In the last three chapters, the author describes the feminist movements that have become a hallmark of the post colonial era, using examples including women like Wangari Mathai, Mira Behn and Pholan Devi. He emphasizes that post colonial era has a lateral aspect in which now the women are trying to make their presence felt in such newly independent countries through different movements. By doing so, they are not only protecting their own rights, whether economical or social, but also preserving the environments in which they are living. He also narrates the intense difficulties these brave women are facing but eulogizes their perseverance in the face of these all those oddities. He then goes on to narrate the struggle of some of the famous anti-colonial revolutionaries like Che Guevara and Frantz Fanon. The much triumphed globalised, he surmises, has resulted in economic smothering of the depressed by the so called aid-givers. At the end, he propounds that translations by post colonial writers embodies their being empowered, liberated and zealously articulated.
At places, it is felt that the author has not followed a logical sequence of arguments to familiarize the common reader about different concepts of colonialism. Understanding of the book entails a pre-collected and comprehensive knowledge about the post colonial literature, as is amply clear from the scholastic manner in which the author has presented his ideas without considering the difficulties that such a style produces for a common and unlearned reader. Although he quite justified his main crux on objecting to the ill-effects of Western powers on their former colonies, yet he failed to take into account some of the reasons that are associated with these former colonies own inaction and lethargy that helps in perpetuating these banal influences. Use of complex words, anecdotes and unfamiliarized events make it difficult to get along the book with ease and interest. At times the author allows his personal likes and dislikes and subjective views to find their place among the argumentative portions of the book. He also uses the technique of the contrasts, as when he mentions in the second chapter that when French-men were enjoying dramatic performances in Paris in 1840, their Algerian colony-men were being asphyxiated by their troops, which helps the reader in a better understanding of what the author is trying to prove. He not only makes use of examples from past history for the most part of the book, but also connects them with the present day scenarios that the depressed and suppressed are facing. While presenting different cultures of Africa and Asia, he fails to introduce the reader to these cultures, but merely makes passing comments about the different rights and rituals of these cultures which makes it difficult for a common reader to develop a holistic view of these arguments and theses which the author is trying to bring out by mentioning such examples. The author didn’t use any footnotes to explain difficult terms which leave the readers, at times, totally at their own. The language, at times, gives a feeling of being too complex. The author also uses intra-textual and inter-textual references at different instances, like the emphasis on atrocities of former neo-colonists was referred to in more than one chapter and this is also presented in another book by the author named, “Postcolonialism: An Historical Introduction” (2001).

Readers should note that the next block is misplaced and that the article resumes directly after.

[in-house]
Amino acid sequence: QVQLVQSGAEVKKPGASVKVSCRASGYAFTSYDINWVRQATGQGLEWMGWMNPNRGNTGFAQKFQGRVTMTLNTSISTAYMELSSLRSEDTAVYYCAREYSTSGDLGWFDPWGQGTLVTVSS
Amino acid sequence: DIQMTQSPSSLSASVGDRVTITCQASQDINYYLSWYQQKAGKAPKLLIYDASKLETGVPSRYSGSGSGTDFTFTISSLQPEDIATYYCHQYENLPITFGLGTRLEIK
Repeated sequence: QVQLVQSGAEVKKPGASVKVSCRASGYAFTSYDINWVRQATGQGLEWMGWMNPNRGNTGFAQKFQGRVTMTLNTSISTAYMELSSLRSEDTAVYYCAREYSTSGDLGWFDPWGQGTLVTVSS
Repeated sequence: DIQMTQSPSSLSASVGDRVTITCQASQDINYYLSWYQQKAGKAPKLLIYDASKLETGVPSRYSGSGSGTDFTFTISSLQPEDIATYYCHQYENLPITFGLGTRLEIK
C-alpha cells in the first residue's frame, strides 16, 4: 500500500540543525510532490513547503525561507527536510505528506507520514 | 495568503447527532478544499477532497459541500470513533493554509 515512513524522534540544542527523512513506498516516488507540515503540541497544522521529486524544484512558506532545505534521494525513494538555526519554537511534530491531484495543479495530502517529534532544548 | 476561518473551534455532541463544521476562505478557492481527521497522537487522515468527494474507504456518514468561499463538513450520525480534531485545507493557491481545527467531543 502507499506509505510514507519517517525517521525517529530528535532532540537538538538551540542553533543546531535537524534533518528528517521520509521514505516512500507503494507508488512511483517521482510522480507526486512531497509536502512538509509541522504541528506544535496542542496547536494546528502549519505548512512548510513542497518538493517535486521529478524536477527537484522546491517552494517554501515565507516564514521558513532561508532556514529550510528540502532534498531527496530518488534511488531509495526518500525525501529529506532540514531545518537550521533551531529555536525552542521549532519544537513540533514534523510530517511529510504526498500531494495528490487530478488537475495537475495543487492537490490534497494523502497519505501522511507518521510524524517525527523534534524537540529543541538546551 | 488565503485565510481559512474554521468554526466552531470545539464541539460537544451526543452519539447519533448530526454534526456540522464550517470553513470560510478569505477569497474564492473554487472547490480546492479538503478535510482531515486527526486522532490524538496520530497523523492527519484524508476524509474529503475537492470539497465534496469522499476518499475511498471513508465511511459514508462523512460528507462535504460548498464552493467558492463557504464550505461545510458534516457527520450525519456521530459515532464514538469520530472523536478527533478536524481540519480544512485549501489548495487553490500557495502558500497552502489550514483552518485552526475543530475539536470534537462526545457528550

The readers need to familiarize themselves with different concepts and developments of post colonialism before reading this book in order to comprehend it fully.
The book must have been footnoted so that the reader would have been able to find the meanings of difficult terms with ease. There is no bibliography written which makes it difficult for the reader to ascertain the precise source of different references used by the author; therefore, a bibliography needs to be added to the book.
The pictures used in the book were black and white while the author, at places, tried to explain these pictures in terms of different colors used in them. This was an anomaly which needs to be rectified.
The book is not recommendable for common readers due to its complexity but a learned reader would find it useful and interest-oriented. Such learned readers would however invariably feel that their desire about more knowledge of postcolonialism could not be satiated by this book alone and therefore, they need to peruse other comprehensive works on this topic.